Food & Drink » Gazedibles

OKG7 Eat: Snack to the future



Classic 50’s Drive-In

1521 W. Lindsey St., Norman 


like the type of Friday night hangout where greasers and bobbysoxers
would mingle together over burgers and malts before a switchblade-laden
rumble, Classic 50s Drive-In is a tried-and-true Norman institution. The
classic long coney with cheese ($3.19) is a treat, as is their
selection of potato boats, including the Fantasy Boat ($6.89) stuffed
with barbecue brisket. What really sets Classic 50’s apart is the
Sprittle ($3.19), a concoction that mixes Sprite with a bag of Skittles.

Ann’s Chicken Fry House

4106 NW 39th St. 


Chicken Fry House is a John Waters movie come to life, adorned with the
kitschiest of mismatched ’50s memorabilia that begs for newbie Route 66
riders and veteran patrons to take selfies between bites of its
one-pound chicken fried steak dinner ($13.65). Order it with the
signature mashed potatoes, gravy and fried okra. It’s all in an
atmosphere that lends itself unironically to pink flamingos and pink
Cadillacs alike.

Yarber’s 50s Cafe

2801 S. May Ave. 


is an anomaly, a diner situated among the taquerias and food trucks.
However, Yarber’s captures an honest timeout-of-place feel that is
reflected by the broad menu, most of which features items named after
popular stars of the time. For example, why have a plain ol’
cheeseburger when you could have a Charlton Heston ($6.29) or a Louie
Armstrong ($5.99)? The Duke ($5.99), covered in chili, onions, kosher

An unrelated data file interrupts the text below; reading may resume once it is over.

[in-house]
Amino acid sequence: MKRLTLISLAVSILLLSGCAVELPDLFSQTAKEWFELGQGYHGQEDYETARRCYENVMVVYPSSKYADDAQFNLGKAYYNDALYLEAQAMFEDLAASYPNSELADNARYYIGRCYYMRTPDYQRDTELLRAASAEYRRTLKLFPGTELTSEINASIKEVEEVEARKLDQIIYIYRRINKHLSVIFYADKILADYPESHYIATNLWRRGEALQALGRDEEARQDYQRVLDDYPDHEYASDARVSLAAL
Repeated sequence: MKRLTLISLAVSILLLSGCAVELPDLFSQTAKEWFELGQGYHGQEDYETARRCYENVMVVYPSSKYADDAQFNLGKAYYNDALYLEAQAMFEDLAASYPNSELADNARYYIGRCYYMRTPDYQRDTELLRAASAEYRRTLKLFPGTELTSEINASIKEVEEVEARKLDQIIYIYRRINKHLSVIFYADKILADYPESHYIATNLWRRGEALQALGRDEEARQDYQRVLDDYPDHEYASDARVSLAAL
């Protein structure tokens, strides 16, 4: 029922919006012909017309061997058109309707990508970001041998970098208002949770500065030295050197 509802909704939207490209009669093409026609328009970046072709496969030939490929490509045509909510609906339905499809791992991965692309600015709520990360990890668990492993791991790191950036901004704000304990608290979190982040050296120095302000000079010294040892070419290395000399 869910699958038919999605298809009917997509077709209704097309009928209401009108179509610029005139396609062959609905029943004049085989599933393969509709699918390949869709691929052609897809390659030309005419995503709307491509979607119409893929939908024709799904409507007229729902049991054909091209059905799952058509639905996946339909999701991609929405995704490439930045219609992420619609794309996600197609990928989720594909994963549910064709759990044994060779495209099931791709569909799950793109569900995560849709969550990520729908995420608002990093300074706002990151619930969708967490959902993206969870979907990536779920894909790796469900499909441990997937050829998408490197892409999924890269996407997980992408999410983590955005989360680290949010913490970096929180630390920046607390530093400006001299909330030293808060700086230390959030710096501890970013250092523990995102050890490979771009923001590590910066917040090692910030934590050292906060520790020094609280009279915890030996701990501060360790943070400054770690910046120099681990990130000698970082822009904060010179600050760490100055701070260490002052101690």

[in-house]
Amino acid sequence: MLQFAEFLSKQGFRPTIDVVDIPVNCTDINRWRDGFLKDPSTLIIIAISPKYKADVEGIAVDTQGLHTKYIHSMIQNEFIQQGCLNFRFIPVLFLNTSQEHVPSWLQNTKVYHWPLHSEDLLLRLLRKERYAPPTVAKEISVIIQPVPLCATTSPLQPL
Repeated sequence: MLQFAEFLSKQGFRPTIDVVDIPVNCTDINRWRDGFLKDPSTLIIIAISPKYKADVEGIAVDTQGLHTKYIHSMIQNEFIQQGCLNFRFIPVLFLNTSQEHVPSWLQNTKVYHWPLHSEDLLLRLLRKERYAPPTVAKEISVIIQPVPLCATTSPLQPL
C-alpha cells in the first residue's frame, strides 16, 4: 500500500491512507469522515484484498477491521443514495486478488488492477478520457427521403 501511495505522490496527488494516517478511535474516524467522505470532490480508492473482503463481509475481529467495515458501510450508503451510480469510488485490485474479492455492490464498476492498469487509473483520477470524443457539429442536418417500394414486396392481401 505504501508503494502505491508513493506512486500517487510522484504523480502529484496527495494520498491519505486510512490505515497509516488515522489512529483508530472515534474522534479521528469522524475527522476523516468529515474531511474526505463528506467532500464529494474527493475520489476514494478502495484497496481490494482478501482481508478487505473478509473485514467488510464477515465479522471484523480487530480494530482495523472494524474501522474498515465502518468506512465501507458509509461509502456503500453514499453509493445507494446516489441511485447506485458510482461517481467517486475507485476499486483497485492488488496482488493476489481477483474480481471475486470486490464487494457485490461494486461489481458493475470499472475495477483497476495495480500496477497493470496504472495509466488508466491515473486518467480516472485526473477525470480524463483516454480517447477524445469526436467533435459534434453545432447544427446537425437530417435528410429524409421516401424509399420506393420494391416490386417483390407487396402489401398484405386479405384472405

pickles and secret sauce, ain’t too shabby either, pilgrim.

Sherri’s Diner

704 SW 59th St. 


paraphrase Frankie Valli and the Four Seasons, “Sherri, baby, can we
eat out tonight?” This diner is complete with checkered linoleum floors,
classic metal signage and a menu with reasonably priced items that even
Ike would’ve liked. For a double-barreled meal of four-wheeled
nostalgia, gas up with the turkey and bacon T-Bird sandwich ($6.29) or
the ham and Swiss Pink Cadillac sandwich ($5.99). And don’t forget that
fresh cherry cobbler!

Hamburger King

322 E. Main St., Shawnee 


Shawnee favorite, Hamburger King lives up to its name with high-quality
burgers for a steal, served in an old-school diner with no pretension. Hamburgers,
cheeseburgers and all the double- and triple-meat variations thereof
fill the menu. Try the Triple Kicker ($8.55): three all-beef patties,
bacon, pepper Jack cheese, grilled jalapeños and all the fixin’s in a
titanic sandwich that’ll permanently erase the word “Whopper” from your

Boomarang Diner

517 N. Porter Ave., Norman 


on your poodle skirt and twist over to one of Boomarang’s locations
(all over the state). Try one of its famous breakfast items, like the
big ham country breakfast with a slice of ham, two eggs, hash browns and
toast or biscuits and gravy ($9.79), served all day. If breakfast isn’t
your thing, don’t cry, baby; stop in for a gourmet hickory cheddar
burger ($4.09), a hot link sandwich ($4.79) or a chicken strip basket
($7.99). Don’t forget the fries ($2.29) and hot fudge cake ($2.29).

Fat Elvis Diner

4 E. Main St., Yukon 


your baby left you and you’re looking for a new place to dwell, head on
down to Main Street in Yukon to the Fat Elvis Diner. While the King
might have been past his prime by the time he was packing on the pounds,
the Fat Elvis diner is anything but. Start with the hunka hunka burning
love that is the King size fried onion burger ($3.09) or the eponymous
Fat Elvis burger ($4.99), and then get all shook up with a side order of
fat fried pickles ($1.60) and an extra-large sundae ($4.25).

— by Louis Fowler, photos by Mark Hancock and Shannon Cornman

Speaking of...

Add a comment